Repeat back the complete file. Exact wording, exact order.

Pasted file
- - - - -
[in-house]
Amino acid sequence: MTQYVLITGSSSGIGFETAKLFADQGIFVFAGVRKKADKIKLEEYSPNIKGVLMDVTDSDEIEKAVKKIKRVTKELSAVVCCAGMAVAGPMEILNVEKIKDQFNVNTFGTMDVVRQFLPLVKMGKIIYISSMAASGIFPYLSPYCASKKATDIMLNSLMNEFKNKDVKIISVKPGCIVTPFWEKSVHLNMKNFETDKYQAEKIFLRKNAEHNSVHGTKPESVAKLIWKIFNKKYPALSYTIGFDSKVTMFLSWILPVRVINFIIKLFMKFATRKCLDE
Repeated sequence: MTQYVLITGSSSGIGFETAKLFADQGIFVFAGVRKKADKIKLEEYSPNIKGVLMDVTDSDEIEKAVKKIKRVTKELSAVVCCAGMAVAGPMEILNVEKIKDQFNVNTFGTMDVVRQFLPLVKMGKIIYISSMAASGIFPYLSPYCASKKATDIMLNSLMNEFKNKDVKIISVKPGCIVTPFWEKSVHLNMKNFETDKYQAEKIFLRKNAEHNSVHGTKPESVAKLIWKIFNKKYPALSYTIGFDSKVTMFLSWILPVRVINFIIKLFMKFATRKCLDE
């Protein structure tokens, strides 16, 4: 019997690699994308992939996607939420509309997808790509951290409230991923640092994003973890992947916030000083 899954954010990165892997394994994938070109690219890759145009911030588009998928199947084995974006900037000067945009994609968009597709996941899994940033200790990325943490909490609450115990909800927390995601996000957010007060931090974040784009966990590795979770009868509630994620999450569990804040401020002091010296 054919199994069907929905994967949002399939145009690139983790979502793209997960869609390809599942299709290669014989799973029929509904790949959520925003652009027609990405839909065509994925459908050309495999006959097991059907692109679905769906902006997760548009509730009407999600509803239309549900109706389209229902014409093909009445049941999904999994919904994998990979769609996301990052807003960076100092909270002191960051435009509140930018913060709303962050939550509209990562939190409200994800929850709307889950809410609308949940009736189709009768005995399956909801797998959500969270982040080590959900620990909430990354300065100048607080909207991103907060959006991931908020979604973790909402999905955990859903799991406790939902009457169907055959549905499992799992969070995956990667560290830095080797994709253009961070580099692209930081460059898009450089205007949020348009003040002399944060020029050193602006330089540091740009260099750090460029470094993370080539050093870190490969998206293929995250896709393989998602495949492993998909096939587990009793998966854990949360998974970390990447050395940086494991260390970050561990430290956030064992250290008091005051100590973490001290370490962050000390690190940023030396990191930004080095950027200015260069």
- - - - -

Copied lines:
[in-house]
Amino acid sequence: MTQYVLITGSSSGIGFETAKLFADQGIFVFAGVRKKADKIKLEEYSPNIKGVLMDVTDSDEIEKAVKKIKRVTKELSAVVCCAGMAVAGPMEILNVEKIKDQFNVNTFGTMDVVRQFLPLVKMGKIIYISSMAASGIFPYLSPYCASKKATDIMLNSLMNEFKNKDVKIISVKPGCIVTPFWEKSVHLNMKNFETDKYQAEKIFLRKNAEHNSVHGTKPESVAKLIWKIFNKKYPALSYTIGFDSKVTMFLSWILPVRVINFIIKLFMKFATRKCLDE
Repeated sequence: MTQYVLITGSSSGIGFETAKLFADQGIFVFAGVRKKADKIKLEEYSPNIKGVLMDVTDSDEIEKAVKKIKRVTKELSAVVCCAGMAVAGPMEILNVEKIKDQFNVNTFGTMDVVRQFLPLVKMGKIIYISSMAASGIFPYLSPYCASKKATDIMLNSLMNEFKNKDVKIISVKPGCIVTPFWEKSVHLNMKNFETDKYQAEKIFLRKNAEHNSVHGTKPESVAKLIWKIFNKKYPALSYTIGFDSKVTMFLSWILPVRVINFIIKLFMKFATRKCLDE
């Protein structure tokens, strides 16, 4: 019997690699994308992939996607939420509309997808790509951290409230991923640092994003973890992947916030000083 899954954010990165892997394994994938070109690219890759145009911030588009998928199947084995974006900037000067945009994609968009597709996941899994940033200790990325943490909490609450115990909800927390995601996000957010007060931090974040784009966990590795979770009868509630994620999450569990804040401020002091010296 054919199994069907929905994967949002399939145009690139983790979502793209997960869609390809599942299709290669014989799973029929509904790949959520925003652009027609990405839909065509994925459908050309495999006959097991059907692109679905769906902006997760548009509730009407999600509803239309549900109706389209229902014409093909009445049941999904999994919904994998990979769609996301990052807003960076100092909270002191960051435009509140930018913060709303962050939550509209990562939190409200994800929850709307889950809410609308949940009736189709009768005995399956909801797998959500969270982040080590959900620990909430990354300065100048607080909207991103907060959006991931908020979604973790909402999905955990859903799991406790939902009457169907055959549905499992799992969070995956990667560290830095080797994709253009961070580099692209930081460059898009450089205007949020348009003040002399944060020029050193602006330089540091740009260099750090460029470094993370080539050093870190490969998206293929995250896709393989998602495949492993998909096939587990009793998966854990949360998974970390990447050395940086494991260390970050561990430290956030064992250290008091005051100590973490001290370490962050000390690190940023030396990191930004080095950027200015260069």